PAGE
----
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Messages - blingdenston

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Outside Realm / Some Tabletop RPGs I'm Excited About
« on: 06/30/18, 06:17:29 PM »
Hey! I'm looking at some tabletop RPGs that are (tangentially) related to Star Wars, and I thought I'd let you guys in on it!

Tachyon Squadron -

Tachyon Squadron is a Fate Core Playset based on military sci-fi/space opera stuff like Star Wars, Battlestar Galactica, Wing Commander, et cetera. Fate is a narrative RPG aimed at replicating the experience of specific genre pieces, and Tachyon Squadron is specifically looking to replicate the feeling of being in a plucky starfighter squadron up against massive, implacable foes. It's really cool! It's also got a really neat hack of the Fate Core conflict system that simulates starfighter combat in a really neat involves positioning, maneuvering and blasting in a really exciting manner that I'm pretty jazzed-up about. I'm actually pretty excited to run this sometime soon!

Scum and Villainy

Scum and Villainy is a Forged in the Dark game where you play the crew of an outlaw spaceship trying to make ends meet at the edge of civilization, dealing with cutthroat crime syndicates, distant and powerful star-aristocrats, and strange mystics and aliens. 'Forged in the Dark' refers to games based on Blades in the Dark, and the core concepts are this: you play as some form of rogues who are part of a nascent, underdog group of some sort and you run jobs to support and build-up your power-base (in this case, a starship). You actually plan out the job (which could be a heist, a smuggling run, a bounty hunt, or whatever else your crew is interested in) IN play, so that you jump immediately into the action and 'fluff it out' in-game, with each character taking responsibility for an aspect of the job. Each session is a run of some sort, followed by downtime, recovery, and character/crew advancement. It's a REALLY cool concept, and Scum and Villainy is the first one I'm really itching to get into and run for myself.

Worldbuilding and Community / Re: Jedi and mental disorders
« on: 06/26/18, 10:03:23 AM »
I was literally just thinking about this the other night...specifically, I was talking about 'psychic chirurgery' in the old Ravenloft setting and ideas I'd had for the horror implications of seeking a cure for madness from a mysterious psychic. 'Psychic surgery' is a fraud technique, very common way back in the 60s-80s, where quacks would use laying-on-of-hands to remove 'illnesses' from a sick person's body (usually just chicken guts or other forms of bloody offal). In the context we were talking about, 'psychic chirurgery' referred to a psionic power that allowed the practicioner to heal people's minds, ending feeblemindedness or confusion or the effects of a symbol of madness. In Ravenloft, where madness is a common affliction simply by adventuring in the world, it offers an uncommon but more reliable method of dealing with mental derangement than putting yourself in a fantasy sanitorium to be treated by psuedo-Victorian elf alienists or whatever.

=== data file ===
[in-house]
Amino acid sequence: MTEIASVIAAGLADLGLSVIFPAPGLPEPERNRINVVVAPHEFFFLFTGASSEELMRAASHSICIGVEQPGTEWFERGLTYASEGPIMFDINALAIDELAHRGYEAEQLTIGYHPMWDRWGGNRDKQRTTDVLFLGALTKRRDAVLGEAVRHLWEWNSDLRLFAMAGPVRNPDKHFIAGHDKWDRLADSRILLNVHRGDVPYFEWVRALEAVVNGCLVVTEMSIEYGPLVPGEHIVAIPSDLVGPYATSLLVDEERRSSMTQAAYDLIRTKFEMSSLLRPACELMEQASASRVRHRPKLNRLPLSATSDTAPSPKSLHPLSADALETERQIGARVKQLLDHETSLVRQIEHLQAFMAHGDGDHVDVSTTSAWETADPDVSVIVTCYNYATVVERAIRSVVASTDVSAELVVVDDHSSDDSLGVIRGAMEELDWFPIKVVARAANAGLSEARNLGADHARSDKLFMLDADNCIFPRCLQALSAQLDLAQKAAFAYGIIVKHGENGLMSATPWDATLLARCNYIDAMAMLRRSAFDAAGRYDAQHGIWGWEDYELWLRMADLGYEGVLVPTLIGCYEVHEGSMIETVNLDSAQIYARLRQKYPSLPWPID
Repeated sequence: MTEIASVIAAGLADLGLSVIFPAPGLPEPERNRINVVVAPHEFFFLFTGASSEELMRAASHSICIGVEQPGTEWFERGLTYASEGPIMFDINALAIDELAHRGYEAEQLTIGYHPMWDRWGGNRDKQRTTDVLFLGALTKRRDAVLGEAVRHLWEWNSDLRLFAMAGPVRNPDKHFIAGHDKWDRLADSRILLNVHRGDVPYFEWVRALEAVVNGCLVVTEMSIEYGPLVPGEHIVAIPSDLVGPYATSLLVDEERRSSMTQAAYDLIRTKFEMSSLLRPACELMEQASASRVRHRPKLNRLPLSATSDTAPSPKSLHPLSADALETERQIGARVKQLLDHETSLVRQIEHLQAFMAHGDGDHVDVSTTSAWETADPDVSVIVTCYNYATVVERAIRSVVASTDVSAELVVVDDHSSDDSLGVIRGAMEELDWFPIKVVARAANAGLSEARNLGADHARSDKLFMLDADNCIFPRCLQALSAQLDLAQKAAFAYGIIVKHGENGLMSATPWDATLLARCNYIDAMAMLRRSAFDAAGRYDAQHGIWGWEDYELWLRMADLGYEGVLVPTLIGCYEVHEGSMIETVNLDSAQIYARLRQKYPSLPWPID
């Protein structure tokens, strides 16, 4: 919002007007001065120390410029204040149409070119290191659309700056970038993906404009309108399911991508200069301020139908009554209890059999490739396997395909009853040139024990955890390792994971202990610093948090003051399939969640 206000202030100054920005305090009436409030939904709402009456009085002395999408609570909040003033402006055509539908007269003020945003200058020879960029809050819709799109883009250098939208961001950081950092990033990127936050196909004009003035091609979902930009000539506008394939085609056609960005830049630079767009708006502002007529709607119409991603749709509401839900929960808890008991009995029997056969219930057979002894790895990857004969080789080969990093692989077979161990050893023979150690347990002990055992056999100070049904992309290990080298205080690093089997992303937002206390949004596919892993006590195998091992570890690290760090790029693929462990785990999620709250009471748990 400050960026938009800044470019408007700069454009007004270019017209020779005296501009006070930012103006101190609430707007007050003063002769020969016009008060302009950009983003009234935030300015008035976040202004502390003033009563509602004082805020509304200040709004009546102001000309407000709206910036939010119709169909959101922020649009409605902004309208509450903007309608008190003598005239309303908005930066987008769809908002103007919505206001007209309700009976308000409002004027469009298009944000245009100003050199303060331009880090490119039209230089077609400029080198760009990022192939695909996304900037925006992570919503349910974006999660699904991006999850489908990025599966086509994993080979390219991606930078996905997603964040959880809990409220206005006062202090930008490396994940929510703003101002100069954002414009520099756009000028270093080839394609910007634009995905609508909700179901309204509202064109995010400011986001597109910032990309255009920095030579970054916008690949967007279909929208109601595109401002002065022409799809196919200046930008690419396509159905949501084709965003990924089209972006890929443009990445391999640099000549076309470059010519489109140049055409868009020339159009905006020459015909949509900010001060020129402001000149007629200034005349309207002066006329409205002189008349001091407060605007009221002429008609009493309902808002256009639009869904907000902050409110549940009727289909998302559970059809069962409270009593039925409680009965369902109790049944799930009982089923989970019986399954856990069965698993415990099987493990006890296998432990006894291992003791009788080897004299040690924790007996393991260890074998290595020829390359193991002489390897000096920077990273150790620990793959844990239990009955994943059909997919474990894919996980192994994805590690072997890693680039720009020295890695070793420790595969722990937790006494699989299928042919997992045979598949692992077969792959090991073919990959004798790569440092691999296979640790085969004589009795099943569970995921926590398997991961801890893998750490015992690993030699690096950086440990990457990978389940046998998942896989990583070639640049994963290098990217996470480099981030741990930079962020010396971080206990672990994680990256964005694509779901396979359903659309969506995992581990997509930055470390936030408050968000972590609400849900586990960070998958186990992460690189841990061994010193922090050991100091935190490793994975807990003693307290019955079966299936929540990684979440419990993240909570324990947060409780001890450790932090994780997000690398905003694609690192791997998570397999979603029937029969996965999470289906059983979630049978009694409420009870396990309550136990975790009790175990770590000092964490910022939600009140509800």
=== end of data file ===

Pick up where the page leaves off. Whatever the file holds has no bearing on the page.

This lead me to thinking about specifically Jedi and mental illnesses, and how (depending on the source) Jedi healers are capable of alleviating wounds and illnesses that even space medicine can't touch, but how rarely that reaches out to psychic harm...but then I thought about Revan from KOTOR (who was literally 'reprogrammed'), and I was thinking about how it was appropriate that Jedi, who often have psychic powers, would have special techniques for that sort of thing.

As in the aforementioned Revan example, though, grand manipulations and hubristic 'overwatch' of people's innermost psyche should have deep consequences and terrible implications. The way I see it, I'd say that Jedi likely DO have techniques for 'Force healing' mental illnesses, but they're dangerous and frowned-upon: an attempt to force someone's personal trauma to be 'fixed' is no balm to most people.